The Wall Street Journal: Everything Screams Inflation
Article by James Mackintosh in The Wall Street Journal
We could be at a generational turning point for finance. Politics, economics, international relations, demography and labor are all shifting to supporting inflation. After more than 40 years of policies that gave priority to the fight against rising prices, investor- and consumer-friendly solutions are becoming less fashionable, not only in the U.S. but in much of the world.
Investors are woefully unprepared for such a shift, perhaps because such historic turning points have proven remarkably hard to spot. This may be another false alarm, and it will take many years to play out, but the evidence for a general shift is strong across five fronts.
1) Central banks, led by the Federal Reserve, are now less concerned about inflation
Since the global financial crisis policy makers have spent much more time worrying about inflation coming in below their targets than above. But recently they have taken decisive steps away from the targets. The Fed has adopted a new, softer target of average inflation of 2%, meaning it can overshoot for years to make up for the past decade’s misses.
Furthermore, it has shifted from focusing on trying to act in advance of inflation based on its forecasts, to waiting until inflation actually arrives. With monetary policy’s effect on the economy famously having long and variable lags behind, as Milton Friedman emphasized, this raises the probability that the Fed acts too late to rein in rising inflation.
2) Politics has shifted to spend even more now, pay even less later
At least since the Nixon administration, Republicans have been willing to ditch their balanced budget rhetoric when in government. But Donald Trump took this to new levels with a record peacetime deficit to finance corporate tax cuts, even before the pandemic.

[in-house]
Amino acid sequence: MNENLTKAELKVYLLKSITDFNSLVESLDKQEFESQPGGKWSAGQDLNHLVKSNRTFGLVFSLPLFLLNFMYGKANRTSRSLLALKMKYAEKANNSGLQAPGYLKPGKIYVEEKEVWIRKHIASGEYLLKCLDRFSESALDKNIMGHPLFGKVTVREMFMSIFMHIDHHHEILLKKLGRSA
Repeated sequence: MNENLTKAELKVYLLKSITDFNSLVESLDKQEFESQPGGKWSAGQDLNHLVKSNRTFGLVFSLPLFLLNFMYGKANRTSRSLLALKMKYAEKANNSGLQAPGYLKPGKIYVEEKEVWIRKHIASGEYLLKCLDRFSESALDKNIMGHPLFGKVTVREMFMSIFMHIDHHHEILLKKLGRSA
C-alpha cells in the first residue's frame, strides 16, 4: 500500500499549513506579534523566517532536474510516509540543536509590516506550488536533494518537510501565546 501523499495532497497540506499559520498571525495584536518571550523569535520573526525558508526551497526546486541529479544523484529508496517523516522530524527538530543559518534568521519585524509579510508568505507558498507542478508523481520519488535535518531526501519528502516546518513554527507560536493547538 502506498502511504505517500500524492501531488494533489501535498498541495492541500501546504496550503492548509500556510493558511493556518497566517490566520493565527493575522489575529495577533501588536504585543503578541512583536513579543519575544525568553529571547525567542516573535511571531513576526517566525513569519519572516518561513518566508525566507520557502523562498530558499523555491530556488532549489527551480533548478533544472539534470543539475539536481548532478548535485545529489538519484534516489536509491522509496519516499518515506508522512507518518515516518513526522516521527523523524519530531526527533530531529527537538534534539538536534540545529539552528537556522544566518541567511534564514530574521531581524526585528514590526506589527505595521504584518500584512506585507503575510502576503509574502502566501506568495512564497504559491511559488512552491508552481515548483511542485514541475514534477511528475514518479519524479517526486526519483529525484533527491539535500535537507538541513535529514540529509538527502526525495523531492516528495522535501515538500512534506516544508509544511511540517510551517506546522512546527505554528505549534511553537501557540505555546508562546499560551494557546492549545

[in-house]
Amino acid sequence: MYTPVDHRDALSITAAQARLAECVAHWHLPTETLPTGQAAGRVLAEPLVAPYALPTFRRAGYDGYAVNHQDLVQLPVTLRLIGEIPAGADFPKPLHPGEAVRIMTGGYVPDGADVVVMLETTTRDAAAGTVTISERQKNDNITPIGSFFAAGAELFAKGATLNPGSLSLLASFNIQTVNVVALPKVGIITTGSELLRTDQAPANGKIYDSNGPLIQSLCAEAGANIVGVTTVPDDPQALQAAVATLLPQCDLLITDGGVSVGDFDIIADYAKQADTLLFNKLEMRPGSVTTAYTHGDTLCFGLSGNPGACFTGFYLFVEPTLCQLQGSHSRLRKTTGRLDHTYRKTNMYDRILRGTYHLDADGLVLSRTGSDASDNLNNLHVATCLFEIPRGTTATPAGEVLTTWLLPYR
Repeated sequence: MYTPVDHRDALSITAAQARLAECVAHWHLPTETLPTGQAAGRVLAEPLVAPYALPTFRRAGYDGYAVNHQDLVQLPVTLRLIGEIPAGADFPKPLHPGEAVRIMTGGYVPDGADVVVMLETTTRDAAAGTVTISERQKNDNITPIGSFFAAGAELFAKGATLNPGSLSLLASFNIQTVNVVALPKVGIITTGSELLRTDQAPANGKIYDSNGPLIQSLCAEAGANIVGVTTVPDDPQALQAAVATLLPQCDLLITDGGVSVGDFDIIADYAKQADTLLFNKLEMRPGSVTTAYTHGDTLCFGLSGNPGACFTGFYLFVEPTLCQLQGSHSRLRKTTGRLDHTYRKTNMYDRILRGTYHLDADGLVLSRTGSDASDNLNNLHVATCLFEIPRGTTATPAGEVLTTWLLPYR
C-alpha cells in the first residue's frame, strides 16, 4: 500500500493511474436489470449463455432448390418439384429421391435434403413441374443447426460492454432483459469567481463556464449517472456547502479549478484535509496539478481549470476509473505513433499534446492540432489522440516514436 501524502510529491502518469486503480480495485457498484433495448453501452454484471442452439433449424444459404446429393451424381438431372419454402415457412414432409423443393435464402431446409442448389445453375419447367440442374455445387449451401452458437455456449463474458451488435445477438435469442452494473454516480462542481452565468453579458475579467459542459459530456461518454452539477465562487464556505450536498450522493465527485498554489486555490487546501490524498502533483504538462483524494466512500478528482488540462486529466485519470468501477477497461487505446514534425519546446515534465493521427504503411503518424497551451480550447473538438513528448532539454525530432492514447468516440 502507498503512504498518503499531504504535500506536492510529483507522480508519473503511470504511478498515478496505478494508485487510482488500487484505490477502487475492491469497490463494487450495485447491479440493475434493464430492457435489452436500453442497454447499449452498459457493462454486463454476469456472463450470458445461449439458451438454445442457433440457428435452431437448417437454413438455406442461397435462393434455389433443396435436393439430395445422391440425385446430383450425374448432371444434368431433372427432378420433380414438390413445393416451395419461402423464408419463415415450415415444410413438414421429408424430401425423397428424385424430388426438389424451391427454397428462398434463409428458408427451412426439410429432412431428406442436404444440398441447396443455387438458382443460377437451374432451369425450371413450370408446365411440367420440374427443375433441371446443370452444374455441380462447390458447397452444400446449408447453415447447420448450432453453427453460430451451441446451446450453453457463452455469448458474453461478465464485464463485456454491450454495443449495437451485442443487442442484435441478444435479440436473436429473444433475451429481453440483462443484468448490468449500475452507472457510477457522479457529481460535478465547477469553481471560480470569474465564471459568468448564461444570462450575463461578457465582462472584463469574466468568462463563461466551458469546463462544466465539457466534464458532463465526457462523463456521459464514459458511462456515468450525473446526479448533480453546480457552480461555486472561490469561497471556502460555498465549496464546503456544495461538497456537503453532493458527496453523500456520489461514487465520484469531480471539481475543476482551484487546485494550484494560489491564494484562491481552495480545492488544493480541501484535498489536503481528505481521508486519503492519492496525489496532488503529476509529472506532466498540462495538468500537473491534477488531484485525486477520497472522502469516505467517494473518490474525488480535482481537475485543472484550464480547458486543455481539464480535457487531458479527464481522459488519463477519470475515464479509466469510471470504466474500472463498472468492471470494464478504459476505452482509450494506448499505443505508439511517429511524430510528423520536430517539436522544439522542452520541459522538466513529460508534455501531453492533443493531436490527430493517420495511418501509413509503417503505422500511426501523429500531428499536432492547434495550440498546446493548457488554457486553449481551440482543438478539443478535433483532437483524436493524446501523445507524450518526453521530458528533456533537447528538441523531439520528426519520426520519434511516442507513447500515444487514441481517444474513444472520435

Joe Biden has shown he’s willing to spend still more, and while the next big spending bills come with taxes attached, polls show the public loved the stimulus checks.
Something similar has happened in much of the developed world. The lesson of the post-financial crisis austerity was that it didn’t work, and stimulus was withdrawn too quickly. Politicians naturally prefer the joys of spending and are unlikely to repeat the post-2009 mistake, so adding to inflationary pressure.
Near-term inflation pressures from post-pandemic spending combined with restricted supply could be the start of the broader shift. But inflation might fall back again before the bigger trends become established. Even a decade after the last turning point, when Paul Volcker, Fed chairman, quashed inflation at the expense of a deep recession, annual price rises again passed 6%. Few then would believe that inflation had been beaten for a generation, but it had.
If we are at a turning point, the cost of being wrong is high. Investors who are buying 10-year Treasurys at 1.6% will lose horribly from higher inflation. Even hitting the Fed’s target of 2% over the period would mean a loss of spending power.
If inflation picks up to the 1990s average of 3% it would be extremely painful, and if fears took hold that 3% could turn into the 1980s average above 5%, Treasurys would be massacred.
It is too soon to go all-in on the idea that inflation is inexorably headed higher. But it would be crazy to build a portfolio that didn’t consider inflation a major risk .....
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